|By Dennis Hayes||
|July 28, 2005 06:00 PM EDT||
Visual MainWin allows full debugging capability for the final .jar running under J2EE. Neat trick. It also allows C# and VB.NET to access external Java components and .jar files, and even to use features like IntelliSense and auto complete with them; files accessing Java components cannot be shared side-by-side with .NET projects.
Visual MainWin comes in two sizes: developer and enterprise. The enterprise version is sold to corporations for thousands of dollars; effective with this release, the developer version, also known as Grasshopper, is free. It is about 110 megabytes, and can be downloaded by clicking the download button at http://dev.mainsoft.com/. You do have to register, but registration is free. One issue with the free version is that the license limits its use to small internal workgroups; enterprise use and distribution to customers are forbidden. Of course, you own your code, and the Mono libraries are X11 license, so you can use them anywhere, but a license is needed for the use of the Mainsoft redistributables. Also note that this is for Web-based applications – desktop applications using System.Windows.Forms are not supported.
Grasshopper and Mono Teamwork
The Grasshopper team has been donating code to the Mono team for quite awhile, and more recently, even merging version control for several namespaces (System.XML being the most recent). The Grasshopper site has a project for download that builds, tests, and allows debugging of the Grasshopper .NET Framework classes. You can then submit your bug fixes and enhancements to either the Grasshopper team or the Mono project, and once it is accepted, it will be included in both projects. This makes it about as easy for Windows programmers to join the Mono project as it can get.
Testing with LIW
Grasshopper is using and supporting other projects as well. If you are writing a J2EE program for Linux, but are writing it using Visual Studio on Windows, how do you test the Linux version? You do it with LIW (Linux In Windows), from the QEMU project. LIW allows you to open a copy of Linux under windows; this can easily be used to write code using Visual Studio on Windows, then test on Apache/Linux without two machines or rebooting.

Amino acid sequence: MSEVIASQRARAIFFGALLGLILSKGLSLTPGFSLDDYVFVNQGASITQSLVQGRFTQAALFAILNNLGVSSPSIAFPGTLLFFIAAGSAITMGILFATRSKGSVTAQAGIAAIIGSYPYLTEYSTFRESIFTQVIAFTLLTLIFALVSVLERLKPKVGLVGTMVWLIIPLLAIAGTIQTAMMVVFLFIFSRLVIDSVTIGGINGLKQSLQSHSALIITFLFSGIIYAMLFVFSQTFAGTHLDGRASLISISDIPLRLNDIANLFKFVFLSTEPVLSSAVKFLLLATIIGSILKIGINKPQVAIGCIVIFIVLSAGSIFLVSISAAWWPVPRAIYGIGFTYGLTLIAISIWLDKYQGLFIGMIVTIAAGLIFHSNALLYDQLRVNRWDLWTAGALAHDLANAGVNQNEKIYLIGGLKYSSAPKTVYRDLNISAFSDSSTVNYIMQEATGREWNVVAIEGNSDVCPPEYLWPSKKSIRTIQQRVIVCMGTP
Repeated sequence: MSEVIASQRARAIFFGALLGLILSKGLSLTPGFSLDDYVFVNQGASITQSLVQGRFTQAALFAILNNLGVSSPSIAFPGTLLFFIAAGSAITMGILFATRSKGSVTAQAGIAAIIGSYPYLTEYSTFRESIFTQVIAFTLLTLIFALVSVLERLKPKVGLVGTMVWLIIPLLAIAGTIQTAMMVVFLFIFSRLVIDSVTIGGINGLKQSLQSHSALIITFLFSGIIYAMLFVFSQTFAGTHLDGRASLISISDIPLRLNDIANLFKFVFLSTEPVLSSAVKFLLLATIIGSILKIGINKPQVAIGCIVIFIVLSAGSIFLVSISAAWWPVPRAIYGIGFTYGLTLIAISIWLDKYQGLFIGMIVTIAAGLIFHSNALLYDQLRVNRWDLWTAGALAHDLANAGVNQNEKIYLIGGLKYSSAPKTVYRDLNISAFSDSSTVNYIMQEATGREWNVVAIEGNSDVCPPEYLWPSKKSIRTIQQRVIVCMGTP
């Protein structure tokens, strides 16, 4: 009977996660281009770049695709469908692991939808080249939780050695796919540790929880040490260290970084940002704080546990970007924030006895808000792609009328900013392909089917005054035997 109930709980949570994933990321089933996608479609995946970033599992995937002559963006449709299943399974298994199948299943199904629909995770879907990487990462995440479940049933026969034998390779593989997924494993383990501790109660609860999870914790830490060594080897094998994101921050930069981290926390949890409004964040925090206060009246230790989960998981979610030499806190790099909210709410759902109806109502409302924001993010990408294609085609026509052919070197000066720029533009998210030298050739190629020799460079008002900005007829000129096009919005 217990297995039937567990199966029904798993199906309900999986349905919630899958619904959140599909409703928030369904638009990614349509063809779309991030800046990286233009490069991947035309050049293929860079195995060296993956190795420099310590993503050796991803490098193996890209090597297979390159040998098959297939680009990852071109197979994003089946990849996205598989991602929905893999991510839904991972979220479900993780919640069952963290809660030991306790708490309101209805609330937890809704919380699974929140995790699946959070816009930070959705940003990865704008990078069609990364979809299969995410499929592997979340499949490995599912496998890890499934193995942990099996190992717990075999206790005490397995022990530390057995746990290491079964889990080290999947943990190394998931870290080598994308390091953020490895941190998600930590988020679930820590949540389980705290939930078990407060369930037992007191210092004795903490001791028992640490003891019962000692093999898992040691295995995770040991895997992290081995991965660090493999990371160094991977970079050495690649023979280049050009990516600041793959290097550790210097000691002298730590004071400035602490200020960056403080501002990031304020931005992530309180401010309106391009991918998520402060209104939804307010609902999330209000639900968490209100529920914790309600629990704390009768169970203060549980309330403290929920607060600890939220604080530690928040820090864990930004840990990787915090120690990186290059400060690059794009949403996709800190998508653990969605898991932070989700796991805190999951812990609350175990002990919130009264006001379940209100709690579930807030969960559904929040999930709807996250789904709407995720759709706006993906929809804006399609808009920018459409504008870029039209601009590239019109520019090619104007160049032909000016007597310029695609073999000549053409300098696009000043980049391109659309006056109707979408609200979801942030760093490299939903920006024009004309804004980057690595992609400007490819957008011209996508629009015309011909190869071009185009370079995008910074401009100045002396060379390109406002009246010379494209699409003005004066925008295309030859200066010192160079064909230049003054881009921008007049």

Mainsoft also supports NUnit, two versions of the Pet Store application (Microsoft and Mainsoft), IbuySpy, and SharpZip projects. They even have the Microsoft Application Blocks running cross-platform on J2EE. All of this can be downloaded from http://dev.mainsoft.com/Default.aspx?tabid=28 .
Summer of Code
Google has opened up the “Summer of Code” project; they are paying students $4,500.00 to work on open source projects
over the summer. Students submitted tasks related to participating projects (Mono is a participating project), and those selected have until the end of the summer to complete the task and receive payment. The application deadline has passed, but you can get more information, and see the participating projects and their tasks at http://code.google.com/summerof- code.html; more info on Mono tasks is at www.mono-project.com/StudentProjects.
There is now a “Mono Live” CD, which is similar to the “Linux Live” CD from Novel/Susse and other vendors. This CD allows you to test-drive Mono on a windows machine, without modifying your computer’s environment. More information and free downloads are at www.mono-live.com/.
Portable.NET has just made a significant release, bumping the version from 0.6.12 to 0.7.0; you can download it from www.dotgnu.org/. I will cover the release in more detail next month, along with the next minor Mono update. Much to my dismay, getdotgnu.com seems to be gone; it was one of my favorite Web sites.
|Linux News Desk 07/28/05 05:38:46 PM EDT|
Grasshopper LEAPS! Mainsoft's Visual MainWin For VB.NET and J2EE on Linux. Mainsoft has recently made several Mono-related announcements, centering on the new version of their Visual MainWin product, codenamed Grasshopper. Visual MainWin is a Visual Studio add-in that adds project types for VB.NET or C# that target J2EE servers on Linux; this allows a programmer to use Windows and Visual Studio to create ASP.NET and ADO.NET pages and programs that can run on both a .NET server and on a J2EE server. It does this by having two projects with the same source files, but different build files. The .NET project creates a normal .NET application, and the J2EE creates a J2EE application and the infrastructure needed for it to run under J2EE. Visual MainWin creates .NET IL (intermediate language) code using the Microsoft C# and VB.NET compilers and most of the Mono .NET libraries, including System, System.Web, System.WebServices, System.Data, System.XML, and other namespaces. It then converts the IL code to Java bytecode, and optimizes it into a .jar file. One library that is not shared between Mainsoft and Mono is the mscorlib assembly, as Mainsoft needs a special version for J2EE capability.
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